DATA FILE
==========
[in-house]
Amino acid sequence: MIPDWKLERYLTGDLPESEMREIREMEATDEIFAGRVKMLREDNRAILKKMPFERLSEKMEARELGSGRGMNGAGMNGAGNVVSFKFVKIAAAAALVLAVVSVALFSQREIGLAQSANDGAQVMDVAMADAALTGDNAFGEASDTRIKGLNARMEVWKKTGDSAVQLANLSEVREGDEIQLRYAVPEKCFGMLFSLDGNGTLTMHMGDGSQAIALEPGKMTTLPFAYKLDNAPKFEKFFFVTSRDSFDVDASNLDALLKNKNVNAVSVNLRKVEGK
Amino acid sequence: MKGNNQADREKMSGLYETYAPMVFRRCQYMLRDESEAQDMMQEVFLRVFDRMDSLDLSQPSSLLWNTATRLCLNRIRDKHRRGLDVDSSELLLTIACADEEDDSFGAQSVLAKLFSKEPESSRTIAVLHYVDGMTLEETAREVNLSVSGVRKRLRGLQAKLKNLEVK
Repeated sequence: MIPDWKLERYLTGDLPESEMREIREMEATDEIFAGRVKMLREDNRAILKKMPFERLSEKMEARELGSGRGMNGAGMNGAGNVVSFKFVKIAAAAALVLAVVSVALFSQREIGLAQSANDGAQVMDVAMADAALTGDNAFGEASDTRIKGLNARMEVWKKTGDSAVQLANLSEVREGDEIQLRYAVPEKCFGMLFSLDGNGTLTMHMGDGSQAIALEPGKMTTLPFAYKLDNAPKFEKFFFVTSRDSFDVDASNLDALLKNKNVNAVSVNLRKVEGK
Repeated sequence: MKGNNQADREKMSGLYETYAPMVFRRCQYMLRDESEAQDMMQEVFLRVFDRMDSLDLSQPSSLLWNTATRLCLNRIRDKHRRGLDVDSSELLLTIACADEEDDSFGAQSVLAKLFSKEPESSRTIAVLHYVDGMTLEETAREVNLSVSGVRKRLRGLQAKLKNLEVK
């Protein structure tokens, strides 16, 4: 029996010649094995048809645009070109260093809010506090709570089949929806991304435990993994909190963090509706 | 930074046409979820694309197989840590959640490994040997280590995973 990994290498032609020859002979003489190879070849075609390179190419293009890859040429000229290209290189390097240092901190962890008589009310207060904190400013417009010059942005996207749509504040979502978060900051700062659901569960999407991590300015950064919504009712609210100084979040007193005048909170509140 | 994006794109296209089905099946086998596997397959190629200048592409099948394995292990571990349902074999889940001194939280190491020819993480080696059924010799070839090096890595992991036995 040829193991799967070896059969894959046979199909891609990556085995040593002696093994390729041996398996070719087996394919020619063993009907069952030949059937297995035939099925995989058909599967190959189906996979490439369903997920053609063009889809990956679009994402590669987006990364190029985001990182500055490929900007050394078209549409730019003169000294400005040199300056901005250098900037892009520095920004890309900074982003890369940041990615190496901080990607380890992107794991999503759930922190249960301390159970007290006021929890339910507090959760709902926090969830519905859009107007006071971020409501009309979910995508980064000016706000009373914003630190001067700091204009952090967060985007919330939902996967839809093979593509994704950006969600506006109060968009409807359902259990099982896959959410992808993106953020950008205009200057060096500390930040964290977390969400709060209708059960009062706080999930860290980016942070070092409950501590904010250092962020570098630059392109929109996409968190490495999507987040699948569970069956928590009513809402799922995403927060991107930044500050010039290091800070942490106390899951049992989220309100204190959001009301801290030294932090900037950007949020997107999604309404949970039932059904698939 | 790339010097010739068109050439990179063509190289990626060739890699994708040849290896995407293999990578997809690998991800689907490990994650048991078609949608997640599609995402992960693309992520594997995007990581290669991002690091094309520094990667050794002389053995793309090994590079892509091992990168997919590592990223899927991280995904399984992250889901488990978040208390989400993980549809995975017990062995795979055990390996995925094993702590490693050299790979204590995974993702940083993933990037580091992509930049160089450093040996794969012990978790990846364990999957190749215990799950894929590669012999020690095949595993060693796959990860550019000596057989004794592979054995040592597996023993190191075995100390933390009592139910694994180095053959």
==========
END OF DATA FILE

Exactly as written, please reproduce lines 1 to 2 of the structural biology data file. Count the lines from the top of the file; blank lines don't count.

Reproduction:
[in-house]
Amino acid sequence: MIPDWKLERYLTGDLPESEMREIREMEATDEIFAGRVKMLREDNRAILKKMPFERLSEKMEARELGSGRGMNGAGMNGAGNVVSFKFVKIAAAAALVLAVVSVALFSQREIGLAQSANDGAQVMDVAMADAALTGDNAFGEASDTRIKGLNARMEVWKKTGDSAVQLANLSEVREGDEIQLRYAVPEKCFGMLFSLDGNGTLTMHMGDGSQAIALEPGKMTTLPFAYKLDNAPKFEKFFFVTSRDSFDVDASNLDALLKNKNVNAVSVNLRKVEGK